Many ethnic conflicts erupted as Soviet Union collapsed

McClatchy NewspapersAugust 8, 2008 

WASHINGTON — Until heavy fighting erupted Friday, the feud between Georgia and its rebel enclave of South Ossetia was one of the "frozen conflicts," or stalemated territorial contests between ethnic groups ignited by the former Soviet Union's collapse.

GEORGIA-SOUTH OSSETIA

South Ossetia is a mountainous enclave of about 70,000 people bordering Russia. One-third of its population is Georgian. Ossetians, who speak a language related to Farsi, seek union with North Ossetia, which is inside the Russian Federation.

Georgia, whose 4.4 million people speak Georgian and Russian, voted for independence after the former Soviet Union disintegrated in 1991.

Ethnic clashes erupted in 1989 as the Soviet Union headed toward breakup, prompting the deployment of Soviet troops. Sporadic unrest continued after Ossetian leaders declared their intention to secede.

The bloodshed abated after Russia, Georgia and Ossetian leaders agreed to form a tripartite peacekeeping force in 1992. But talks failed to resolve the standoff, and tensions flared anew after the 2004 election of Georgian President Mikhail Saakashvili, who declared his intention to reclaim the enclave.

South Ossetia, which receives political and economic support from Russia, voted to secede in 2006, but the referendum wasn't internationally recognized. The dispute became enmeshed in the larger tensions between the United States and Russia over the expansion of NATO, which Georgia is seeking to join with American backing.

GEORGIA-ABKHAZIA

Georgia also is grappling with breakaway Abkhazia, a region of about 250,000 people on the Black Sea whose separatist leaders receive strong backing from Moscow.

Ethnic Georgians were a majority of the population there when the Soviet Union collapsed and Georgia became independent. Ethnic Abkhaz began agitating for independence and fighting erupted, prompting Georgia to send in troops.

Georgia charges that Moscow provided the assistance that allowed Abkhaz rebels to drive out the Georgian troops in 1993. Thousands of ethnic Georgian civilians also fled.

U.N. military observers and Russian peacekeeping troops, whom Georgia accuses of shielding the separatists, have kept a fragile peace. Negotiations have made no progress.

Abkhazia formally declared independence in 1999, but hasn't been internationally recognized. It's under an international economic embargo, but receives goods from Russia via rail. Moscow also has given Russian passports to most Abkhaz.

MOLDOVA-TRANS-DNEISTER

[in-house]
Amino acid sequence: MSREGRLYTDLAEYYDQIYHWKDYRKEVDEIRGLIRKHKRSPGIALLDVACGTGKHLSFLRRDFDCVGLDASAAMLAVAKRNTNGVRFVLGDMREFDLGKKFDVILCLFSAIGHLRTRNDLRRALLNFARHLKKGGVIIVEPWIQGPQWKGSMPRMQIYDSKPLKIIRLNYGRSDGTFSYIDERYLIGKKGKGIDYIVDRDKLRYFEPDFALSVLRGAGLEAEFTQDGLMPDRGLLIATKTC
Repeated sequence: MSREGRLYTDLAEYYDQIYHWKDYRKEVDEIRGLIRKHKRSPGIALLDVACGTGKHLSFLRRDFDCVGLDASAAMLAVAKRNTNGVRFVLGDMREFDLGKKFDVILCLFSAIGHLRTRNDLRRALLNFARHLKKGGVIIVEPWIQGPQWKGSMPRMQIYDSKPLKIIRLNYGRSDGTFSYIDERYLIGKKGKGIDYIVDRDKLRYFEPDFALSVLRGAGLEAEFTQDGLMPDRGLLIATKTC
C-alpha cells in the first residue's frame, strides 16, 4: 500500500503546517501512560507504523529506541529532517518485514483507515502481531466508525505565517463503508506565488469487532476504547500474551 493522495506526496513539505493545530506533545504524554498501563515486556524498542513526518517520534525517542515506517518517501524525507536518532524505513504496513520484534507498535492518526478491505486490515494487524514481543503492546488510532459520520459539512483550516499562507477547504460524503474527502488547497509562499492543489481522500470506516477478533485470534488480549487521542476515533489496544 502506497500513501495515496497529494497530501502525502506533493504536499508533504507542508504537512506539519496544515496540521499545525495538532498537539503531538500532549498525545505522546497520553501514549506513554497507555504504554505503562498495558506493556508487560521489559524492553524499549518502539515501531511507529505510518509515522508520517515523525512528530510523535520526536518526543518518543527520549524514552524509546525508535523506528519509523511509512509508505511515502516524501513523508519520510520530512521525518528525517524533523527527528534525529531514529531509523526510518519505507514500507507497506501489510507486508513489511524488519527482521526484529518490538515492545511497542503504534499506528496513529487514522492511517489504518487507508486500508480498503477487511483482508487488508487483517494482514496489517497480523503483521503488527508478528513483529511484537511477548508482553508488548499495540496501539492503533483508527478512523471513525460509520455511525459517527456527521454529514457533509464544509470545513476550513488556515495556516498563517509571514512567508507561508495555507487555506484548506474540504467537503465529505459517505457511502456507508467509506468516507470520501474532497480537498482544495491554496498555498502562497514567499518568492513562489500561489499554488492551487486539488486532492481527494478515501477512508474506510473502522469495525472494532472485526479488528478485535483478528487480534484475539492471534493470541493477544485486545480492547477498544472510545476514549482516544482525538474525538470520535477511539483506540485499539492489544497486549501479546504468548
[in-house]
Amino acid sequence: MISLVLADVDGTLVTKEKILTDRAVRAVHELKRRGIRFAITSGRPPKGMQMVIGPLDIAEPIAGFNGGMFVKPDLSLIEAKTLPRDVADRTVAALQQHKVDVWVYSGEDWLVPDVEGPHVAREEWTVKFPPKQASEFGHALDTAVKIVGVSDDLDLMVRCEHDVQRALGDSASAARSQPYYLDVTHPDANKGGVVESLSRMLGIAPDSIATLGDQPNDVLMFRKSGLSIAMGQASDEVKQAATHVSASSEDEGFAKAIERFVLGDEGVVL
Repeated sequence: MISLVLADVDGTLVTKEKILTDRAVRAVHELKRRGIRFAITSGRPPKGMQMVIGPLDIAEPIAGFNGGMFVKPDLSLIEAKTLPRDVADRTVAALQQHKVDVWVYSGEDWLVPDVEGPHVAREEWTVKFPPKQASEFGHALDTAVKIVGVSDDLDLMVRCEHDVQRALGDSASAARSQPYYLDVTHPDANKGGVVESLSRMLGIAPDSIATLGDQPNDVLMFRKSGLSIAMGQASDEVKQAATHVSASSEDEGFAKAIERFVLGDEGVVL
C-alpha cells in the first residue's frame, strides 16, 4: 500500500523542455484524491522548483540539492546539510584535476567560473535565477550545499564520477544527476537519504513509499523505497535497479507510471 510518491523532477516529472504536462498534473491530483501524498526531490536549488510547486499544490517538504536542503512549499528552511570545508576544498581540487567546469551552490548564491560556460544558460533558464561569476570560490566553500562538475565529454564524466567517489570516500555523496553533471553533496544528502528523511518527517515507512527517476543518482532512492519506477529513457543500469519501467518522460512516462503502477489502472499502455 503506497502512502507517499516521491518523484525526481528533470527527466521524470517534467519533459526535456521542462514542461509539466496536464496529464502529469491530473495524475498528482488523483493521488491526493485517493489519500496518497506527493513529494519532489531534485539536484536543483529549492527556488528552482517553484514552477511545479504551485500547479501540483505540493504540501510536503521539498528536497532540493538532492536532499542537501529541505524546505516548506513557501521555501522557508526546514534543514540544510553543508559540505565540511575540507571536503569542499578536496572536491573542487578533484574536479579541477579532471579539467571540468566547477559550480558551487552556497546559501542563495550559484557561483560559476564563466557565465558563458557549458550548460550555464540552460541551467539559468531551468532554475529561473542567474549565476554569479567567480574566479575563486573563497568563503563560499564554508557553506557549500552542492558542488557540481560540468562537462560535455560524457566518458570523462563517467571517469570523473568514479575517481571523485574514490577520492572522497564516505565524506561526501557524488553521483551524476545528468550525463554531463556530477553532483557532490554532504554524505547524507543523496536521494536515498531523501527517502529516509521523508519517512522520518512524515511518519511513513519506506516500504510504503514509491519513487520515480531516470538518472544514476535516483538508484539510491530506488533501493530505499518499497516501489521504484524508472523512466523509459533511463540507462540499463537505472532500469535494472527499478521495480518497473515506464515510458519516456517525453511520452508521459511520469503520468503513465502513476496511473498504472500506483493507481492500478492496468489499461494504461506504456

Trans-Dneister, most of whose population speaks Russian and Ukrainian, declared independence in 1990 from Moldova, which is dominated by Romanian speakers. The declaration has never been recognized internationally.

Hundreds of people died in fierce fighting that erupted after Moldova became independent, prompting Russia to send troops. The narrow strip of territory between the Dneister River and Ukraine has since gained notoriety as a center of international organized crime.

Trans-Dneister's leaders held a referendum in 2006 that reaffirmed the independence declaration and set a goal of union with Russia. Negotiations on ending the dispute have made no progress.

NATO has demanded that Russia withdraw its troops from Trans-Dneister. But Moscow continues to maintain a base there, ostensibly to protect a stockpile of weapons whose removal the separatist leadership has blocked.

NAGORNO-KARABAGH

Nagorno-Karabagh is a region in Azerbaijan, an overwhelmingly Muslim former Soviet republic. The enclave's population is mainly ethnic Christian Armenian.

Ethnic clashes erupted in 1988, prompting ethnic Azeris to flee the enclave and neighboring Armenia, and ethnic Armenians to flee Azerbaijan. The number of displaced people is estimated at about 1 million.

Heavy combat erupted after the territory declared independence in 1991 and its intention to unite with Armenia.

Aided by Armenia, ethnic Armenian forces defeated Azerbaijani forces, then pushed beyond Nagorno-Karabagh's limits, creating a buffer zone that they still control.

Up to 30,000 people are thought to have died before Russia brokered a 1994 cease-fire. Internationally mediated talks between Azerbaijan and Armenia have failed to resolve the dispute.

McClatchy Newspapers 2008

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